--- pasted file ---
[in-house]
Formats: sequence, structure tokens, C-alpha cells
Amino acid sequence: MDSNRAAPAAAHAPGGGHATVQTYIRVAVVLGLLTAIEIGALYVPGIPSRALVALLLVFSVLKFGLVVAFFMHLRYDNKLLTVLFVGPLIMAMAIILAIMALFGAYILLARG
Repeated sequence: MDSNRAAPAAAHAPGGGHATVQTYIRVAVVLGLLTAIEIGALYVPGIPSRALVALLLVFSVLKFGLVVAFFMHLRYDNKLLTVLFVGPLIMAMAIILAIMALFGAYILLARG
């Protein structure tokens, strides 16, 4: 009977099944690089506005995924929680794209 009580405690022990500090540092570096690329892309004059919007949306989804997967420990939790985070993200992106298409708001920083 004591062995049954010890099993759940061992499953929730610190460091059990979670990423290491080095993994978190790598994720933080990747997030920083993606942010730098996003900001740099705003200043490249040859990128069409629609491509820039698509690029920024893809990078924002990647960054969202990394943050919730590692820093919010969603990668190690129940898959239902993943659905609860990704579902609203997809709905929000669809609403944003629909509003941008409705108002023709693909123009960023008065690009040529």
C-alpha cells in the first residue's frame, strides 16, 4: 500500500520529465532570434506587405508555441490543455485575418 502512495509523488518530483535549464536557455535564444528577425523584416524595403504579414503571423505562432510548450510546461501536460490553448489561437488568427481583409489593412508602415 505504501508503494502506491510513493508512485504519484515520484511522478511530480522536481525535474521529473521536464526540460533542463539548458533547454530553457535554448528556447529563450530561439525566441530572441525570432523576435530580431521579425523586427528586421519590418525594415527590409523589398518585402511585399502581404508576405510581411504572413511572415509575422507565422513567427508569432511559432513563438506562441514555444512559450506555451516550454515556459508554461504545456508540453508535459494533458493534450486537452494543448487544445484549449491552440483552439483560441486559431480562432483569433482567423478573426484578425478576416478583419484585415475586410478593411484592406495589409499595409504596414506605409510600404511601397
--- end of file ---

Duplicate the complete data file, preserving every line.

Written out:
[in-house]
Formats: sequence, structure tokens, C-alpha cells
Amino acid sequence: MDSNRAAPAAAHAPGGGHATVQTYIRVAVVLGLLTAIEIGALYVPGIPSRALVALLLVFSVLKFGLVVAFFMHLRYDNKLLTVLFVGPLIMAMAIILAIMALFGAYILLARG
Repeated sequence: MDSNRAAPAAAHAPGGGHATVQTYIRVAVVLGLLTAIEIGALYVPGIPSRALVALLLVFSVLKFGLVVAFFMHLRYDNKLLTVLFVGPLIMAMAIILAIMALFGAYILLARG
């Protein structure tokens, strides 16, 4: 009977099944690089506005995924929680794209 009580405690022990500090540092570096690329892309004059919007949306989804997967420990939790985070993200992106298409708001920083 004591062995049954010890099993759940061992499953929730610190460091059990979670990423290491080095993994978190790598994720933080990747997030920083993606942010730098996003900001740099705003200043490249040859990128069409629609491509820039698509690029920024893809990078924002990647960054969202990394943050919730590692820093919010969603990668190690129940898959239902993943659905609860990704579902609203997809709905929000669809609403944003629909509003941008409705108002023709693909123009960023008065690009040529």
C-alpha cells in the first residue's frame, strides 16, 4: 500500500520529465532570434506587405508555441490543455485575418 502512495509523488518530483535549464536557455535564444528577425523584416524595403504579414503571423505562432510548450510546461501536460490553448489561437488568427481583409489593412508602415 505504501508503494502506491510513493508512485504519484515520484511522478511530480522536481525535474521529473521536464526540460533542463539548458533547454530553457535554448528556447529563450530561439525566441530572441525570432523576435530580431521579425523586427528586421519590418525594415527590409523589398518585402511585399502581404508576405510581411504572413511572415509575422507565422513567427508569432511559432513563438506562441514555444512559450506555451516550454515556459508554461504545456508540453508535459494533458493534450486537452494543448487544445484549449491552440483552439483560441486559431480562432483569433482567423478573426484578425478576416478583419484585415475586410478593411484592406495589409499595409504596414506605409510600404511601397